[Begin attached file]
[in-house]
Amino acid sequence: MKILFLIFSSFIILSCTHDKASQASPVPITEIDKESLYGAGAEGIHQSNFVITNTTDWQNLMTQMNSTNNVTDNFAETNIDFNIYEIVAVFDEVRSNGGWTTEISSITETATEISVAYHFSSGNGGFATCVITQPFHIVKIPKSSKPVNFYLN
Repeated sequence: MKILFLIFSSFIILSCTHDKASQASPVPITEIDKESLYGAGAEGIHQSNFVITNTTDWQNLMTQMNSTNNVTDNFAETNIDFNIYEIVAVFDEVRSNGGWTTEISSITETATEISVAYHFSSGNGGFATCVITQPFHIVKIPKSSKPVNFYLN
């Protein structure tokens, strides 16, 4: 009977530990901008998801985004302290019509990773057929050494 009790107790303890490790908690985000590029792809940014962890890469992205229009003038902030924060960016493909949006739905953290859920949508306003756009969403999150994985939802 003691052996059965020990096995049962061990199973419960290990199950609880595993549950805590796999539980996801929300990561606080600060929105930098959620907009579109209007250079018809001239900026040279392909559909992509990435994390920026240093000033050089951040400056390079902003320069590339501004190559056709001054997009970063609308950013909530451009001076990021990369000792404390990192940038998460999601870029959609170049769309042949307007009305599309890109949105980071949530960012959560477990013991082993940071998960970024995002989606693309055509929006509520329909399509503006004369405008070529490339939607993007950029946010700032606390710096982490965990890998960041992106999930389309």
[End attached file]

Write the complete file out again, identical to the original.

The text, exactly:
[in-house]
Amino acid sequence: MKILFLIFSSFIILSCTHDKASQASPVPITEIDKESLYGAGAEGIHQSNFVITNTTDWQNLMTQMNSTNNVTDNFAETNIDFNIYEIVAVFDEVRSNGGWTTEISSITETATEISVAYHFSSGNGGFATCVITQPFHIVKIPKSSKPVNFYLN
Repeated sequence: MKILFLIFSSFIILSCTHDKASQASPVPITEIDKESLYGAGAEGIHQSNFVITNTTDWQNLMTQMNSTNNVTDNFAETNIDFNIYEIVAVFDEVRSNGGWTTEISSITETATEISVAYHFSSGNGGFATCVITQPFHIVKIPKSSKPVNFYLN
């Protein structure tokens, strides 16, 4: 009977530990901008998801985004302290019509990773057929050494 009790107790303890490790908690985000590029792809940014962890890469992205229009003038902030924060960016493909949006739905953290859920949508306003756009969403999150994985939802 003691052996059965020990096995049962061990199973419960290990199950609880595993549950805590796999539980996801929300990561606080600060929105930098959620907009579109209007250079018809001239900026040279392909559909992509990435994390920026240093000033050089951040400056390079902003320069590339501004190559056709001054997009970063609308950013909530451009001076990021990369000792404390990192940038998460999601870029959609170049769309042949307007009305599309890109949105980071949530960012959560477990013991082993940071998960970024995002989606693309055509929006509520329909399509503006004369405008070529490339939607993007950029946010700032606390710096982490965990890998960041992106999930389309």